Amos Franklin Cantrell was a sharecropper in northern Alabama whose yearly earnings by the mid 1920s were only $500. Life was hard for him and his wife—with seven children and an eighth on the way—and then he died on May 14, 1925, while saving a man from suffocating in a well.
Cantrell and his family lived on rented land out of New Market, about 15 miles northeast of Huntsville. Their holdings were scarce and included two mules that were not then paid for. At about 9 a.m. on the Thursday on which he died, Cantrell, 37, was plowing a field with those mules when he heard screams for help coming from a neighboring farmhouse. Responding to the scene 500 feet away, Cantrell found that a man engaged to deepen a 60-foot dry well was overcome by marsh gas at the bottom of the well. His “uncanny breathing” could be heard plainly by those gathered at ground level.
Having been in a few wells previously and knowing that they sometimes contained “damp air,” Cantrell volunteered to descend into the well for the victim. With a rope tied around him, he was lowered to the bottom of the well, where he removed the rope, secured it to the victim, and then signaled to be lifted. Those at the surface raised the men, but as they neared the top, Cantrell fell back into the well, the fall breaking his neck and killing him. The victim, 40, was removed from the well. He remained unconscious until the next evening and was ill for several weeks afterward.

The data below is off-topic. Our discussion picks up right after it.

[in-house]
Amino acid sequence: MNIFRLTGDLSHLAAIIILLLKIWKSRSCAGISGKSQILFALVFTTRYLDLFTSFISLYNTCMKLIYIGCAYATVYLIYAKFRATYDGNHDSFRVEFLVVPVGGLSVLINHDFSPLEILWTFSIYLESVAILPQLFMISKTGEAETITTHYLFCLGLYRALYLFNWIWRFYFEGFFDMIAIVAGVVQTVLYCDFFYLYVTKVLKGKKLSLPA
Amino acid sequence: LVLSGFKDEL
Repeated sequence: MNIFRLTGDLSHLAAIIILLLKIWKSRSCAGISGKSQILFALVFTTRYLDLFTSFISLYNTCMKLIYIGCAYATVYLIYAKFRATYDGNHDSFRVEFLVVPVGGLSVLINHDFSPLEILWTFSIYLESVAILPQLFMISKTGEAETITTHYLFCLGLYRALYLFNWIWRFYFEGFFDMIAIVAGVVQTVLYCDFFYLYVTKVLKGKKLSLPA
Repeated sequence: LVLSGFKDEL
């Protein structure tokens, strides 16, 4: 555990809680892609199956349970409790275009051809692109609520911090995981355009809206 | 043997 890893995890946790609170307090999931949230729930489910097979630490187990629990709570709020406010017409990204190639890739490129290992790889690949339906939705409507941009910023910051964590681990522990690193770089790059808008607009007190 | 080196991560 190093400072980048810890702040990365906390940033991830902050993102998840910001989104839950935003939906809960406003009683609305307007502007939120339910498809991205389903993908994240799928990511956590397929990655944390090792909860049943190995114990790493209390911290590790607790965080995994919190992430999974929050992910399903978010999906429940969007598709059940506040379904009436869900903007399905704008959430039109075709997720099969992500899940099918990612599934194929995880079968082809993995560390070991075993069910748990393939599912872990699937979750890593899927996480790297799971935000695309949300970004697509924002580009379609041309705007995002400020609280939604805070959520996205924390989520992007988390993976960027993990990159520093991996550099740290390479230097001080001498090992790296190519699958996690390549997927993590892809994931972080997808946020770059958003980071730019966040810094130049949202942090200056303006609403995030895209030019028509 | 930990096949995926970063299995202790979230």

All eight children married, remained in the area, and gave Mrs. Cantrell 36 grandchildren and 35 great-grandchildren. One of her grandsons, Phillip Kennedy of Toney, Ala., is the son of Mrs. Cantrell’s eighth child, Frankie, who with two sisters are the only surviving of Cantrells’ children. Kennedy recalls vividly his grandmother’s farm, which included a stock barn, smoke house, pig stalls, and a root cellar.
“I am proud of my family, my mother, and my grandmother,” Kennedy said. “Most of all, I am proud of Amos Franklin Cantrell, my grandfather.” Kennedy, 56, skilled in printing and graphics, has channeled his pride into chronicling his heritage, including producing the accompanying sketch of his grandmother’s farmhouse. The house was torn down after her death—no photos of it are known—and the medal itself was donated to the Huntsville Library.